This was all certainly quite invaluable when I managed Spyder’s issue tracker, saving me countless hours of time while providing a clear, consistent and reasonably complete explanation for the user, while minimizing tedious mechanical effort on my part.

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I wouldn’t assume people’s knowledge of GitHub. A lot of core devs only have CPython as their only open source project, so if we don’t promote it or use it, they very likely don’t know about it.


Sorry about that. I just didn’t want to make a fool of myself at my first language summit suggesting something that most people already knew, but by the time I heard the last comment suggesting a bot just to post canned responses, I’d concluded a fair number of people must not be. Unfortunately, that was the last question before they moved on so I missed my chance, heh.

Having canned responses that coredevs can use as themselves (and not bots) with optional customization/personalization sounds great. Using auto-linking and/or bots that respond to certain incantations in the human response could work too.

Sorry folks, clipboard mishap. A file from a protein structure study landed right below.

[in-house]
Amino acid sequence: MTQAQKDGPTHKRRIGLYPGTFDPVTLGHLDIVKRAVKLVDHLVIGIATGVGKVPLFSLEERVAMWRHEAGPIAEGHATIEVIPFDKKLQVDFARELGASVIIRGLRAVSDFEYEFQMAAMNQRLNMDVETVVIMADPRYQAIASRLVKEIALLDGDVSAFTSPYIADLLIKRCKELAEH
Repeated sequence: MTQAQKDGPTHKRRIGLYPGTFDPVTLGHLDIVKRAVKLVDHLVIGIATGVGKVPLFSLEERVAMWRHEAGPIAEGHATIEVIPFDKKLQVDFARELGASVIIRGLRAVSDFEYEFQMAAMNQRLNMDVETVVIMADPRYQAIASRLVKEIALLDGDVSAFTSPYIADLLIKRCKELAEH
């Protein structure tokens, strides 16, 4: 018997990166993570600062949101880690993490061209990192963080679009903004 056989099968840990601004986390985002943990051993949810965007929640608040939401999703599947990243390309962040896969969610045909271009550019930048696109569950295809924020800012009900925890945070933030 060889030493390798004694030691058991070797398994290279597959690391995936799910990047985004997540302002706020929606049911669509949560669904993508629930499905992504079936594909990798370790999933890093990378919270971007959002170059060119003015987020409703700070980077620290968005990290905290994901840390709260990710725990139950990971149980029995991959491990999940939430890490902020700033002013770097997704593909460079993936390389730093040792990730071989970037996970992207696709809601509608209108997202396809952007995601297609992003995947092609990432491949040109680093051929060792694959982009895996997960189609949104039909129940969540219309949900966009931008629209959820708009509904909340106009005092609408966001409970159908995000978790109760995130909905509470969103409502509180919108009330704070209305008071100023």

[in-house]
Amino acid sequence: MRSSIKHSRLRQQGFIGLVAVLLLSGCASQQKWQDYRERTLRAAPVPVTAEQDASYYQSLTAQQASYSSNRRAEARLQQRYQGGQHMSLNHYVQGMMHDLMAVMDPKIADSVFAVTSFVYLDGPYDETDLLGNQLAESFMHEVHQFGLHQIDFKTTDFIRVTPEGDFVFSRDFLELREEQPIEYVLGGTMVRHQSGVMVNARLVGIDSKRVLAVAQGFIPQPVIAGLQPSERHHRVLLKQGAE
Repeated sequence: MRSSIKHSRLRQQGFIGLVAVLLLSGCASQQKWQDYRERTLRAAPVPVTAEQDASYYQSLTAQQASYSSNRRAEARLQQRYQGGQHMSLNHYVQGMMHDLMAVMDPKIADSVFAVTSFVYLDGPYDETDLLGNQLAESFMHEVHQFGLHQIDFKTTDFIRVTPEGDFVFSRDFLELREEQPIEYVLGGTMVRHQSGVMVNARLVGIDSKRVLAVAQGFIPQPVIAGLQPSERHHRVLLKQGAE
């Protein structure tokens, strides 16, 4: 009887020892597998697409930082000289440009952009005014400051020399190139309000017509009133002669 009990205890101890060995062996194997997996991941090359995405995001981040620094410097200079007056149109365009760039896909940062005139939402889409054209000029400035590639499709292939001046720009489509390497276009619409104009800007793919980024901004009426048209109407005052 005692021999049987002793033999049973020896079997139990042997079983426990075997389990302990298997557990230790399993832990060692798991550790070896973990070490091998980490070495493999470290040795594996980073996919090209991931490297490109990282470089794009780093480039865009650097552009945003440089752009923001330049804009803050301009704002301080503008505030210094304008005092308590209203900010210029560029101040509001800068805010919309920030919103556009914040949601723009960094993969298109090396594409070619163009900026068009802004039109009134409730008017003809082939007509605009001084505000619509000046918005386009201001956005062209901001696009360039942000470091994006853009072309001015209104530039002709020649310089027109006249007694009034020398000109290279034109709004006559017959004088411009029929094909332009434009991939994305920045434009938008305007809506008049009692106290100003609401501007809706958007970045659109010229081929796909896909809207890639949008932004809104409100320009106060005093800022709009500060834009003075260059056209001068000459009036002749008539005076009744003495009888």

Expecting coredevs to maintain their own library of “saved replies” adds significant friction to adopting this tactic, and would easily lead to inconsistencies and drift between the saved replies of different individuals.
Ideally this would be solved by a repo or org level shared saved replies. afaik this doesn’t currently exist in GitHub, but maybe GitHub would add this feature if requested by enough people. Another option is to use a third-party product that allows sharing snippets in a group (e.g. TextExpander or something similar).

I’m not sure though whether this would solve the “coredev fatigue” issue. Even with canned responses, the recipient might push back and ask for further explanation or justification. Maybe all canned responses can link to a FAQ that addresses that, and hope that the receiver takes the time to read that (and/or close the issue).